I would love to have a current reference system and music listened to sidebar for every reviewer. It would make understanding their 'reviews' a lot more helpful.
Electric Monk: I don't read Maximum PC but my business partner does. From what he tells me, it is a magazine that i would love... IF i was a "puter geek". It sounds like you have the same impression of that mag that he does i.e. head and shoulder's above the rest and able to do so while still retaining their integrity. Where are the audio rags like this??? Sean
Very good discourse in this thread!
I have laid back, as most of my views have been made clear in another interesting thread a couple of weeks ago.
Spencer you raise some very good points. I believe the answer for dealing with issues, in terms of shills lurking within us, is one having to prove themselves over time here.
Often, a person will come in all praise and bluster and he has never posted before. This has happened many times, the most easily remembered was the guy who began touting a modded $200 power amp, saying he had owned just about everything over the past 20 - 25 years, and this product was the best he has encountered. I jumped on him immediately, but he issued more posts where he stated his position, that he was not a shill, and that he apologized for offending anyone. However, within a few days, it turned out he was the distributor of the product, but somehow "forgot" to disclose that to all of us.
Yes, with our busy schedules these days, I can see how that happens all the time - "Yes, I own the speaker company, but somehow I forgot to mention it in all of the excitement..."
Again, for me, the thing is long term performance here. I think that like most things in life, you can only get to know a person over the long term. How they conduct themselves always is the final word in truth. It is pretty easy to see if someone is honest. Objectivity is not the most important thing, as this is a subjective field. But, fairness should be the rule.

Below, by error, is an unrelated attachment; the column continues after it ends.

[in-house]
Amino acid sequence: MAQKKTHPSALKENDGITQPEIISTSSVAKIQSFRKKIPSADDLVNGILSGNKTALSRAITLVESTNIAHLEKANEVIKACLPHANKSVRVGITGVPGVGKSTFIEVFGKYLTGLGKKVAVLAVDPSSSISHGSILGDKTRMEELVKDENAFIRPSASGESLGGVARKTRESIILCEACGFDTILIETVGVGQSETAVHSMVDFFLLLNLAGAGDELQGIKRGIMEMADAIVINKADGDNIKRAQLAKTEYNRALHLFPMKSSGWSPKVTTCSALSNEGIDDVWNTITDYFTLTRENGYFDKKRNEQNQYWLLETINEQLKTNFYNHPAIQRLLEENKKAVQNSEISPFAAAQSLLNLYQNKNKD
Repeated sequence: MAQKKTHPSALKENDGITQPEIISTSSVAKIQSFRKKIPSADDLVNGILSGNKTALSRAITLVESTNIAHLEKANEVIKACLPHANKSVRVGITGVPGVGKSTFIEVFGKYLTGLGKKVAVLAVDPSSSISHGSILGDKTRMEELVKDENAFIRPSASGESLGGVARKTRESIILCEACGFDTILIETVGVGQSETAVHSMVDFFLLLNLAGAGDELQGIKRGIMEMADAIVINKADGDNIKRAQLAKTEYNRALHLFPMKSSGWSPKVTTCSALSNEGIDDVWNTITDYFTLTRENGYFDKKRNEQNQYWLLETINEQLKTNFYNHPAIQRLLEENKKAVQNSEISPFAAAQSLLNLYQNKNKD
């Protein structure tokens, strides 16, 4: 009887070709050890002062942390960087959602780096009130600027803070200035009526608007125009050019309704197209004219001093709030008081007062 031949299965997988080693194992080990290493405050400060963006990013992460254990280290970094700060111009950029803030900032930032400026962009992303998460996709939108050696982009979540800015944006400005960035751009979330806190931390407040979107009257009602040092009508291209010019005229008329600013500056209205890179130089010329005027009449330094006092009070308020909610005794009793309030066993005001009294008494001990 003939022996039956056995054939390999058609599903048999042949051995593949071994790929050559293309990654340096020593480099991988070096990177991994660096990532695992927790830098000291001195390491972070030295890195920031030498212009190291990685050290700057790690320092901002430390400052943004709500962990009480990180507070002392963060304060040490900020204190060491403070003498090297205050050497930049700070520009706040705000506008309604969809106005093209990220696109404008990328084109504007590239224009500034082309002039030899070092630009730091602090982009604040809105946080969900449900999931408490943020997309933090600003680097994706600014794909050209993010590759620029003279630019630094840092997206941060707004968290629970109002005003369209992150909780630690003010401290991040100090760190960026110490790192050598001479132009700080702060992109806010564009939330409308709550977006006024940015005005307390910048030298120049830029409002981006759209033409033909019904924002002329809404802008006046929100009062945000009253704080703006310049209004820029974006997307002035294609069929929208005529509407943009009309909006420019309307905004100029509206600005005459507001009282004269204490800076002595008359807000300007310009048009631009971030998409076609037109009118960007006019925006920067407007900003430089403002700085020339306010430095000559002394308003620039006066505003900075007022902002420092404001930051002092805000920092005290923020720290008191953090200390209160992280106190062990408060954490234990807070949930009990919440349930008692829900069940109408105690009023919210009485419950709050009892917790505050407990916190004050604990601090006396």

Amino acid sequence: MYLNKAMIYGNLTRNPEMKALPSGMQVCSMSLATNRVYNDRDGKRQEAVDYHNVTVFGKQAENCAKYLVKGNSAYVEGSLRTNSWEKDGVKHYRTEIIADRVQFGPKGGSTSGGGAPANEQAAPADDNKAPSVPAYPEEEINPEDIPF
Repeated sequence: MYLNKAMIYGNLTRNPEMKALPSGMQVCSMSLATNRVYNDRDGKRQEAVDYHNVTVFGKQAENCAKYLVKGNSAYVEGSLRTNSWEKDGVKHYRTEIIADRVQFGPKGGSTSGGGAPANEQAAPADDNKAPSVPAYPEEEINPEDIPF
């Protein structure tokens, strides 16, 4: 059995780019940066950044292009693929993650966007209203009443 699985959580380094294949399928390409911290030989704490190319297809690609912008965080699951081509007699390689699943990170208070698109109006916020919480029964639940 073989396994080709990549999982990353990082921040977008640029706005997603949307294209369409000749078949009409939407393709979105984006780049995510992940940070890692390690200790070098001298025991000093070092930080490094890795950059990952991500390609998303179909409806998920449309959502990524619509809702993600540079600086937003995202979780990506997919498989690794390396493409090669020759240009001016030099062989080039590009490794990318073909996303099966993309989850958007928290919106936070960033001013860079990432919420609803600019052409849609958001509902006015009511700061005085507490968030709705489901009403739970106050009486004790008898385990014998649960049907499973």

As we have met in person, I think we both have confidence that each of us is passionate and true to the hobby. That is basically all I look for in a person, be they member, salesperson, distributor, or manufacturer. All are welcome and add to the diversity and experience of this site, in my opinion.
I've concluded audio is impossible to figure out. Better, worse, or just different, who knows? Heck, many times the differences amount to not much more than a feeling or perception. Getting real, defineable improvements require *large* increases in money spent, for the most part. Typically a 3X increase in cost by my estimation.
I appreciate being able to post less than positive comments on components and have never been deleted. So I don't know about "big brother".
I think most people here post exactly what they think with no financial gain in mind and even in such an "open forum" look at the varied perceptions of good vs. bad. No way a stereo mag can define what everybody will or won't like. Even if a reviewer says exactly what they think.
I'm not defending intentional deceit, just saying that you can't automatically say any component is good or bad.
There appears to be no such thing as right or wrong in audio. Only personal taste. Imagine how confusing regular life would be if we followed the same tao. Red lights mean stop .... unless you're late for work or it's your birthday. Speeding is illegal unless you're going to the beach. And on and on. Without rules and laws, society would fall apart. The audio world is one of anarchy it seems.
Unfortunately, however correct subjective reviewing is, I think it has thrown the audio world into the lunatic fringe (of which I am a member BTW) of consumer goods; Art Dudley giving a helping hand as of late, and resigned audio to an increasingly smaller sector of personal consumption.